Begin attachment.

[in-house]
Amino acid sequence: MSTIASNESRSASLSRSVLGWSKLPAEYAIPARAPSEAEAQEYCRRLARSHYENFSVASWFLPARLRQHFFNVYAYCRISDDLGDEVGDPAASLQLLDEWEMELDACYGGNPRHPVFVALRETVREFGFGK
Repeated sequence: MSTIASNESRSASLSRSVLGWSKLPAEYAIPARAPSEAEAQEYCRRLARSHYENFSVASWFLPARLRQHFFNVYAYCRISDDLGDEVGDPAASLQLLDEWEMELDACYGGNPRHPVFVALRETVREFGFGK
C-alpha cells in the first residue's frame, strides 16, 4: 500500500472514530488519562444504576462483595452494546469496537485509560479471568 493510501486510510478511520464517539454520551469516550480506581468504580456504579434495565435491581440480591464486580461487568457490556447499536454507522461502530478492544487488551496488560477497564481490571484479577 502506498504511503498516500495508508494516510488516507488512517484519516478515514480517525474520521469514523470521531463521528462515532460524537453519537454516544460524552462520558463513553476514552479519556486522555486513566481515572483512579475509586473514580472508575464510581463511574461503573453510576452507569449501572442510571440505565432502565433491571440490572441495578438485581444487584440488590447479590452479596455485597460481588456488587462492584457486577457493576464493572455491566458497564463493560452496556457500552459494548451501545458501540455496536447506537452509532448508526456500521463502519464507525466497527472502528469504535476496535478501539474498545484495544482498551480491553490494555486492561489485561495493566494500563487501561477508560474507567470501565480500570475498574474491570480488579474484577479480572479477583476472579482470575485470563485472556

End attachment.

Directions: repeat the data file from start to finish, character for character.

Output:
[in-house]
Amino acid sequence: MSTIASNESRSASLSRSVLGWSKLPAEYAIPARAPSEAEAQEYCRRLARSHYENFSVASWFLPARLRQHFFNVYAYCRISDDLGDEVGDPAASLQLLDEWEMELDACYGGNPRHPVFVALRETVREFGFGK
Repeated sequence: MSTIASNESRSASLSRSVLGWSKLPAEYAIPARAPSEAEAQEYCRRLARSHYENFSVASWFLPARLRQHFFNVYAYCRISDDLGDEVGDPAASLQLLDEWEMELDACYGGNPRHPVFVALRETVREFGFGK
C-alpha cells in the first residue's frame, strides 16, 4: 500500500472514530488519562444504576462483595452494546469496537485509560479471568 493510501486510510478511520464517539454520551469516550480506581468504580456504579434495565435491581440480591464486580461487568457490556447499536454507522461502530478492544487488551496488560477497564481490571484479577 502506498504511503498516500495508508494516510488516507488512517484519516478515514480517525474520521469514523470521531463521528462515532460524537453519537454516544460524552462520558463513553476514552479519556486522555486513566481515572483512579475509586473514580472508575464510581463511574461503573453510576452507569449501572442510571440505565432502565433491571440490572441495578438485581444487584440488590447479590452479596455485597460481588456488587462492584457486577457493576464493572455491566458497564463493560452496556457500552459494548451501545458501540455496536447506537452509532448508526456500521463502519464507525466497527472502528469504535476496535478501539474498545484495544482498551480491553490494555486492561489485561495493566494500563487501561477508560474507567470501565480500570475498574474491570480488579474484577479480572479477583476472579482470575485470563485472556